Inside USD

Event Examines Food for Eating, Better Living

Wednesday, February 23, 2011

Several hundred people flocked to the University of San Diego’s Joan B. Kroc Institute for Peace & Justice Tuesday night, all in the name of food — and food for thought.

More than 400 people sampled a wide variety of natural, organic items and were educated about concerns about big agribusiness in the U.S. and the responsibility of producing good, healthy food for all.

The event’s centerpiece was a free screening of the 2008 documentary “Food Fight” and a lively panel discussion followed that included the film’s director Chris Taylor.

Food samplings ranged from Southwest Black Bean soup, salads, organic fruits and vegetables to tempting offerings such as fresh sea bass, shrimp and pork and strawberry and vanilla yogurt and granola. Several well known national brands, including Heinz and General Mills, were present, as were a few local companies.

The audience filed into the IPJ Theatre and overflow rooms to watch “Food Fight.” It’s a critical examination of food and food culture in America, looking at how the food industry has been co-opted by corporate forces whose interests do not lie in providing the public with fresh, healthy and sustainably produced food. It delved into how American agricultural policy and food culture developed in the 20th century and how the California food movement has created a counter-revolution against big agribusiness.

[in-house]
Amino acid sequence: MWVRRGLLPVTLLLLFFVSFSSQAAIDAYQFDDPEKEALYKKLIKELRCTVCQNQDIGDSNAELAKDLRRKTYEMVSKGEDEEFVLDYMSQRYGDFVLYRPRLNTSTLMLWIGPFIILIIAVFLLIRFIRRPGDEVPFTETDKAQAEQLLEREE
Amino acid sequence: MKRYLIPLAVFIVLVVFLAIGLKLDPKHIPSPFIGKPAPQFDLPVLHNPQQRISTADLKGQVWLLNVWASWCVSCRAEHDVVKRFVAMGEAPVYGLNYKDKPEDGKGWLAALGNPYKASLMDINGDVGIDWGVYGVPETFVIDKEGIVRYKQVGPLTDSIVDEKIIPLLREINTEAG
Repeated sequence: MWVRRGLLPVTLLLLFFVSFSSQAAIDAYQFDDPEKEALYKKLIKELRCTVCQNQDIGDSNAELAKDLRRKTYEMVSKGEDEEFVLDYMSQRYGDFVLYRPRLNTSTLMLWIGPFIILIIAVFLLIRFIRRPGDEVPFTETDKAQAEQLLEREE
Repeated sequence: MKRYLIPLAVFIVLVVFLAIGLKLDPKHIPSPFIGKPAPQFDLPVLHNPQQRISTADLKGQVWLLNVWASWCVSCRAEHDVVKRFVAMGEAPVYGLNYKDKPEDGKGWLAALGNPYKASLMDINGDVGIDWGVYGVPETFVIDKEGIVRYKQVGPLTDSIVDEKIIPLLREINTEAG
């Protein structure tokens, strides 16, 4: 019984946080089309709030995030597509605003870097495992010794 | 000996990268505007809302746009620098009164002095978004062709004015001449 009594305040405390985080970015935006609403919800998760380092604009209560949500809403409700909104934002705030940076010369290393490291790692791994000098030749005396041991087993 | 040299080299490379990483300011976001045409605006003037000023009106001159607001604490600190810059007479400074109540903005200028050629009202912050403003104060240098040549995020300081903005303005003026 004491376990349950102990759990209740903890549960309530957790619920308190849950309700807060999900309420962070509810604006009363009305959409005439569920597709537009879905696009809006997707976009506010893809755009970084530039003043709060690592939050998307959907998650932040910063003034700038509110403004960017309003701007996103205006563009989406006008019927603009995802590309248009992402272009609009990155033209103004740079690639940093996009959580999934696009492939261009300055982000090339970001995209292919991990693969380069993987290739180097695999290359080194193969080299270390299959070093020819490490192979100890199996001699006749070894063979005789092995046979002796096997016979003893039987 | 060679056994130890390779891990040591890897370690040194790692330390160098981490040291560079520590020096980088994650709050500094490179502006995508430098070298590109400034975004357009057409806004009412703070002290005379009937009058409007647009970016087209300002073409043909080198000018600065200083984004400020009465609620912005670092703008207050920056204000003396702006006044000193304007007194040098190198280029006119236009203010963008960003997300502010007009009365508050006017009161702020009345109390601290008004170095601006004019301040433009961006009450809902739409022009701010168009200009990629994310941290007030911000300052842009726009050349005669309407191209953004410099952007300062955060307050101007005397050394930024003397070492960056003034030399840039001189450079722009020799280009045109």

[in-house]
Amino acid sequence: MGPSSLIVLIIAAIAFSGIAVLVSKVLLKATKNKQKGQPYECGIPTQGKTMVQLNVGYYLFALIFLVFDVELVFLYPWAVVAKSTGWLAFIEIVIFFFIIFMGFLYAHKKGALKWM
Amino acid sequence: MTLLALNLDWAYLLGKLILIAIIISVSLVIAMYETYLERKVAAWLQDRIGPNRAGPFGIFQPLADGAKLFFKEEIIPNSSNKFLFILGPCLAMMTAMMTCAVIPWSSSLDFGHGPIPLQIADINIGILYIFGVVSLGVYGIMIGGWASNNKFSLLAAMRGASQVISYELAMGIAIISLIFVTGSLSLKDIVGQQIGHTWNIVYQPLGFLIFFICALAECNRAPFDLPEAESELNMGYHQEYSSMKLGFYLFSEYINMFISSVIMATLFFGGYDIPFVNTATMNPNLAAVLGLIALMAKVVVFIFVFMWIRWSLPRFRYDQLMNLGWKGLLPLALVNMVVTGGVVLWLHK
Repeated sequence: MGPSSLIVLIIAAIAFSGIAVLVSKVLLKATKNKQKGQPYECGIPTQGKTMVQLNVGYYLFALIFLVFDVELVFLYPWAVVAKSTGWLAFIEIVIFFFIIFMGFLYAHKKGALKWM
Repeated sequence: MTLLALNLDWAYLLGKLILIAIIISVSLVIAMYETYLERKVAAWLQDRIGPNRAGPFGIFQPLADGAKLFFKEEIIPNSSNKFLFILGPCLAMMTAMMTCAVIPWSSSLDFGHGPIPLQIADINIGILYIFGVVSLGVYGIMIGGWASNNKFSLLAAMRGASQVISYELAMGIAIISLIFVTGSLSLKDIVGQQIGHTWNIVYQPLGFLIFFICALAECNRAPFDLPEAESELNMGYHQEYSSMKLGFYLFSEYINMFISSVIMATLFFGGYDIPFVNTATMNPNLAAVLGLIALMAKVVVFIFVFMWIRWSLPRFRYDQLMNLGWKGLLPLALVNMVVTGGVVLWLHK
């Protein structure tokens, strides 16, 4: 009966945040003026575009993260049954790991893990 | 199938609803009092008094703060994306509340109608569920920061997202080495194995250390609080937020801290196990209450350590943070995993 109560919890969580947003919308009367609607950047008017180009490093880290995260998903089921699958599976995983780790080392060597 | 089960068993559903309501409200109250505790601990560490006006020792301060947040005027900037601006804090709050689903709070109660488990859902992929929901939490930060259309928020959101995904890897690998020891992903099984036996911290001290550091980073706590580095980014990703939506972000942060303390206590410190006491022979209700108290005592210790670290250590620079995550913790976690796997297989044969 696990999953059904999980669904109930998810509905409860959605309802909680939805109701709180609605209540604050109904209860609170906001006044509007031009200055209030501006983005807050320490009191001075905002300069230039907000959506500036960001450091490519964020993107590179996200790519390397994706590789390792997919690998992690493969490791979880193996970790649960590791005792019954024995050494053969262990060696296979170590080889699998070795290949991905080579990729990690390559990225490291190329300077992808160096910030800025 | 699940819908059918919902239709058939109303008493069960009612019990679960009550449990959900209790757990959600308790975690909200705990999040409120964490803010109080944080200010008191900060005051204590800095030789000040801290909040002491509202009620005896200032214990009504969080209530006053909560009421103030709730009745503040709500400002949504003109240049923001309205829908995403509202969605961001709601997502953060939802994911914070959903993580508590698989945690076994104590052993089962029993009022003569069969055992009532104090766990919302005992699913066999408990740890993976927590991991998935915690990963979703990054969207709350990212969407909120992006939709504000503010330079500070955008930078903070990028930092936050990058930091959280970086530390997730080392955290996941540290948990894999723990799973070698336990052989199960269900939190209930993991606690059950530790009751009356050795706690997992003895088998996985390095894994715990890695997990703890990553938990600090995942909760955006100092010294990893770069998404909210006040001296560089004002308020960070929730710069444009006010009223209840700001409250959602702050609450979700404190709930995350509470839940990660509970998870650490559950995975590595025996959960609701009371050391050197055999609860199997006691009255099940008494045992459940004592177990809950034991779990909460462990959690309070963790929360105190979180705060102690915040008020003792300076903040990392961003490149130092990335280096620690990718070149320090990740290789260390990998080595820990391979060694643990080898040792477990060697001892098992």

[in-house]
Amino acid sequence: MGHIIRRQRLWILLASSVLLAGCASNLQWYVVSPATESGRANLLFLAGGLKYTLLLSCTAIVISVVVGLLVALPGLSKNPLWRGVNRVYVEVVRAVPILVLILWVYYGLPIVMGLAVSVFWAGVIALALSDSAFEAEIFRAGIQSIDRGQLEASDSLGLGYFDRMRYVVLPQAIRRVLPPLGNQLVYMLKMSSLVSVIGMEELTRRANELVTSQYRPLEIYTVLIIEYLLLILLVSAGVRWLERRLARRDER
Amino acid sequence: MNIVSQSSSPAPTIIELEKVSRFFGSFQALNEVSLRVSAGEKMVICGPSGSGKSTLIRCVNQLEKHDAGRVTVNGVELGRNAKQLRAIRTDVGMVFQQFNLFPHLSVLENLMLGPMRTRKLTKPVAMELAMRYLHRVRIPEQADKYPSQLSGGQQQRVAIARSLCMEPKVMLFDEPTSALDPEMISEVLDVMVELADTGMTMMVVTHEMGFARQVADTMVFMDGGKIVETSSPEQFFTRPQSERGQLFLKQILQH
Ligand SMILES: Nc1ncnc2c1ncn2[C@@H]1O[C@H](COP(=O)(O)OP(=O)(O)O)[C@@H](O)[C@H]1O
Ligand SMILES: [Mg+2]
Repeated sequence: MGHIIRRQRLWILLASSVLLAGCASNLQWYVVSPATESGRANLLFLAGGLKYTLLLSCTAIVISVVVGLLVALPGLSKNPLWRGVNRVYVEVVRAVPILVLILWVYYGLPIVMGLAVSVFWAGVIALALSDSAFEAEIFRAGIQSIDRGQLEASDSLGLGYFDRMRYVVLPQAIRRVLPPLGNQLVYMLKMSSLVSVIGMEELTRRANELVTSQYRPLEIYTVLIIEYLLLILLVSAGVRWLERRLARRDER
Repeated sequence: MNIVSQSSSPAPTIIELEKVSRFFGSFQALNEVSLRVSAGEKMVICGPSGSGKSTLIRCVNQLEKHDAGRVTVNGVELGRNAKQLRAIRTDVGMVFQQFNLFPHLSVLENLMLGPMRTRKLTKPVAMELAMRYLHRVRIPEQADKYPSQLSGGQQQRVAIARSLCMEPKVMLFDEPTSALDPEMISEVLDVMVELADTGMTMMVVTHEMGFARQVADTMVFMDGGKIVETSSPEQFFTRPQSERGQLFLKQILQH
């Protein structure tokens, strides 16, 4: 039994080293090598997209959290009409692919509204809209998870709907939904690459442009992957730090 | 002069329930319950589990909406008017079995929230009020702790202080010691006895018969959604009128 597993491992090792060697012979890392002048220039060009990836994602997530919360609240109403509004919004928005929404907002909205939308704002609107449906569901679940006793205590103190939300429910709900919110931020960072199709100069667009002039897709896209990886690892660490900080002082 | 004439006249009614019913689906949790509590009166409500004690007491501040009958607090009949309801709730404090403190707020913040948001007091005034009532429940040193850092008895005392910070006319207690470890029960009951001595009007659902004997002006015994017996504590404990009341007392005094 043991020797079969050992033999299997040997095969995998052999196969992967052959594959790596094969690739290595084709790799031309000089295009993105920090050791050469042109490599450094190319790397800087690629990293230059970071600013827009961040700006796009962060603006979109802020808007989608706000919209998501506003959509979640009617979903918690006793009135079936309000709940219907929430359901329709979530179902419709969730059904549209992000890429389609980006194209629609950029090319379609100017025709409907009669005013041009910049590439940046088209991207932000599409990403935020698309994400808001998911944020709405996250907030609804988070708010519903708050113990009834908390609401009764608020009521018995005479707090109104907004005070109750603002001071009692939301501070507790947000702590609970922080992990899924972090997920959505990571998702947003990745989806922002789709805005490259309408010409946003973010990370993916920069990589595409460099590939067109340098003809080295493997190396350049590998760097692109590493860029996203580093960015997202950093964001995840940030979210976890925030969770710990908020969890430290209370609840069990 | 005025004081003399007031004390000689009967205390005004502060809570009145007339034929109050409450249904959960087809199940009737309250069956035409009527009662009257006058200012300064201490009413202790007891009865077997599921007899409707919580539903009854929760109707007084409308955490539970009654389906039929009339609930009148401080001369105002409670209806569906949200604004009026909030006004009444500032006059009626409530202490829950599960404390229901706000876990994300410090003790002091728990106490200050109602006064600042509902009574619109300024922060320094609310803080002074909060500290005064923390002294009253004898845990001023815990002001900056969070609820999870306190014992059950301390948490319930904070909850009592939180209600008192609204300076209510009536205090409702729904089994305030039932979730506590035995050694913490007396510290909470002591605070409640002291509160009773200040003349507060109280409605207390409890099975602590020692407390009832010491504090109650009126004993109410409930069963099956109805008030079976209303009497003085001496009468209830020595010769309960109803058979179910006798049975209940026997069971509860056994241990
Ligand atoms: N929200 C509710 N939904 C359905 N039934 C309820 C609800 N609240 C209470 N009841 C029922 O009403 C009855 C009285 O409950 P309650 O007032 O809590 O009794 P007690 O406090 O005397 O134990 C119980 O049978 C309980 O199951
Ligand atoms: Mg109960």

The panel discussion, moderated by André Mallié, USD’s executive director of Auxiliary Services, offered an opportunity for the audience to hear about Taylor’s desire to focus on the topic, which took five years to make.

Others on the panel included Kathy James, associate professor in USD’s Hahn School of Nursing and Health Science; Gregory A. Pallaske, director of regulatory compliance, U.S. Foodservice; Jill Richardson, author of Recipe for America and Jay Porter, a USD graduate who is the founder of The Linkery Restaurant, one of the first true farm-to-table restaurants in San Diego.

Much of the debate centered on reasons for food-borne illnesses, food regulation legislation, the role of farmers and how best to handle the demands of the public when it comes to providing food. Porter and Richardson were especially forthcoming with examples of local farms that are working to be part of the solution.

James was asked about growing health care issues, including increased concern over obesity, especially child obesity, which stems from poor food choices. She said education about better nutritional choices starts at home with parents understanding more about what their children eat. James has done research on obesity, including a yearlong study with a nursing student to examine 18 Latino families from City Heights’ Rosa Parks Elementary. She has done a follow-up project in the Linda Vista area.

Tuesday’s event was sponsored by USD, USD Dining Services, the Hahn School of Nursing and Health Science and USD’s Sustainability Task Force. Others closely involved in the event were Slow Food San Diego and Slow Food Urban San Diego.

— Ryan T. Blystone

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